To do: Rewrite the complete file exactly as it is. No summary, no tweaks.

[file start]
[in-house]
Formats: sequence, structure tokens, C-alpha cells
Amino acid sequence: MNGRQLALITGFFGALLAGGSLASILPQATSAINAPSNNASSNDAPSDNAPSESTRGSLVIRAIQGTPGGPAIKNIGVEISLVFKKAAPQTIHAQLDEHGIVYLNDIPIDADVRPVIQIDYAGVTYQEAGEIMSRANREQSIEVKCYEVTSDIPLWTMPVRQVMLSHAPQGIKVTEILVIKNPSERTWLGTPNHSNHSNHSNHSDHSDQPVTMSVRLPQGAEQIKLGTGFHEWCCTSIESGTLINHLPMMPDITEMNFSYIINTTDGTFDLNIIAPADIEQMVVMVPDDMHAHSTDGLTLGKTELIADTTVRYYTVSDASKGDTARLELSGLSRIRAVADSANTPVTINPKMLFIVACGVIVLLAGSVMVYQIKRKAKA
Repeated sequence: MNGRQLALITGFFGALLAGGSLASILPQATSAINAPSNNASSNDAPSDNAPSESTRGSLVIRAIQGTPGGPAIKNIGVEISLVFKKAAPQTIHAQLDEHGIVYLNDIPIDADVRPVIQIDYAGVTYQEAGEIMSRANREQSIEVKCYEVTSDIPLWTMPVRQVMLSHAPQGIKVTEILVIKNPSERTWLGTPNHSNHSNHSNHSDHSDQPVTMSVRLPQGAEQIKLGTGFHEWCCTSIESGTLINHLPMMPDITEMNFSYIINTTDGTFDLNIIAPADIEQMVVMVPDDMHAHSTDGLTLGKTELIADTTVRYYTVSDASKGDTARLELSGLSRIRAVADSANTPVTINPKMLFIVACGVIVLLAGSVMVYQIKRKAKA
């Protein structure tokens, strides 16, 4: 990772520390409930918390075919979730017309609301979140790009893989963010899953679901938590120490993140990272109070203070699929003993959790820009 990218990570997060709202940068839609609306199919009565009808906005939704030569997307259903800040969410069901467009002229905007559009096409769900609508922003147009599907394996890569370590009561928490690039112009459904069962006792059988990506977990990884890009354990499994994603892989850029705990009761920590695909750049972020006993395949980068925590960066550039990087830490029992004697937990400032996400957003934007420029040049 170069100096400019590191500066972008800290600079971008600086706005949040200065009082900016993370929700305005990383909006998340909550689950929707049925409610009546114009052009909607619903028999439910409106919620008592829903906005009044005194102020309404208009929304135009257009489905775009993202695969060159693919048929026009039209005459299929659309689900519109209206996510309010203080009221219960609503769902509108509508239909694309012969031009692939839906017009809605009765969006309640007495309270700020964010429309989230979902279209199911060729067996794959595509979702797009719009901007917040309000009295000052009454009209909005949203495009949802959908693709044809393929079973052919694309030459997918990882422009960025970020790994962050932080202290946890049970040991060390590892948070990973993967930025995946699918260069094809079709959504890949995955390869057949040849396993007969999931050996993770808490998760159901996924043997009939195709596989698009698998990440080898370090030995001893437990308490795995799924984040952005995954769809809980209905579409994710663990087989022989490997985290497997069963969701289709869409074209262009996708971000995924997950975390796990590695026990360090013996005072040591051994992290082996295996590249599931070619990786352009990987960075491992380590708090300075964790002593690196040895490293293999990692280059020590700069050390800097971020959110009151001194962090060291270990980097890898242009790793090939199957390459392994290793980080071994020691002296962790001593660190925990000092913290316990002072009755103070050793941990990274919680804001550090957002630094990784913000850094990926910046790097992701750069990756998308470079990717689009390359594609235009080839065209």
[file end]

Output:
[in-house]
Formats: sequence, structure tokens, C-alpha cells
Amino acid sequence: MNGRQLALITGFFGALLAGGSLASILPQATSAINAPSNNASSNDAPSDNAPSESTRGSLVIRAIQGTPGGPAIKNIGVEISLVFKKAAPQTIHAQLDEHGIVYLNDIPIDADVRPVIQIDYAGVTYQEAGEIMSRANREQSIEVKCYEVTSDIPLWTMPVRQVMLSHAPQGIKVTEILVIKNPSERTWLGTPNHSNHSNHSNHSDHSDQPVTMSVRLPQGAEQIKLGTGFHEWCCTSIESGTLINHLPMMPDITEMNFSYIINTTDGTFDLNIIAPADIEQMVVMVPDDMHAHSTDGLTLGKTELIADTTVRYYTVSDASKGDTARLELSGLSRIRAVADSANTPVTINPKMLFIVACGVIVLLAGSVMVYQIKRKAKA
Repeated sequence: MNGRQLALITGFFGALLAGGSLASILPQATSAINAPSNNASSNDAPSDNAPSESTRGSLVIRAIQGTPGGPAIKNIGVEISLVFKKAAPQTIHAQLDEHGIVYLNDIPIDADVRPVIQIDYAGVTYQEAGEIMSRANREQSIEVKCYEVTSDIPLWTMPVRQVMLSHAPQGIKVTEILVIKNPSERTWLGTPNHSNHSNHSNHSDHSDQPVTMSVRLPQGAEQIKLGTGFHEWCCTSIESGTLINHLPMMPDITEMNFSYIINTTDGTFDLNIIAPADIEQMVVMVPDDMHAHSTDGLTLGKTELIADTTVRYYTVSDASKGDTARLELSGLSRIRAVADSANTPVTINPKMLFIVACGVIVLLAGSVMVYQIKRKAKA
């Protein structure tokens, strides 16, 4: 990772520390409930918390075919979730017309609301979140790009893989963010899953679901938590120490993140990272109070203070699929003993959790820009 990218990570997060709202940068839609609306199919009565009808906005939704030569997307259903800040969410069901467009002229905007559009096409769900609508922003147009599907394996890569370590009561928490690039112009459904069962006792059988990506977990990884890009354990499994994603892989850029705990009761920590695909750049972020006993395949980068925590960066550039990087830490029992004697937990400032996400957003934007420029040049 170069100096400019590191500066972008800290600079971008600086706005949040200065009082900016993370929700305005990383909006998340909550689950929707049925409610009546114009052009909607619903028999439910409106919620008592829903906005009044005194102020309404208009929304135009257009489905775009993202695969060159693919048929026009039209005459299929659309689900519109209206996510309010203080009221219960609503769902509108509508239909694309012969031009692939839906017009809605009765969006309640007495309270700020964010429309989230979902279209199911060729067996794959595509979702797009719009901007917040309000009295000052009454009209909005949203495009949802959908693709044809393929079973052919694309030459997918990882422009960025970020790994962050932080202290946890049970040991060390590892948070990973993967930025995946699918260069094809079709959504890949995955390869057949040849396993007969999931050996993770808490998760159901996924043997009939195709596989698009698998990440080898370090030995001893437990308490795995799924984040952005995954769809809980209905579409994710663990087989022989490997985290497997069963969701289709869409074209262009996708971000995924997950975390796990590695026990360090013996005072040591051994992290082996295996590249599931070619990786352009990987960075491992380590708090300075964790002593690196040895490293293999990692280059020590700069050390800097971020959110009151001194962090060291270990980097890898242009790793090939199957390459392994290793980080071994020691002296962790001593660190925990000092913290316990002072009755103070050793941990990274919680804001550090957002630094990784913000850094990926910046790097992701750069990756998308470079990717689009390359594609235009080839065209």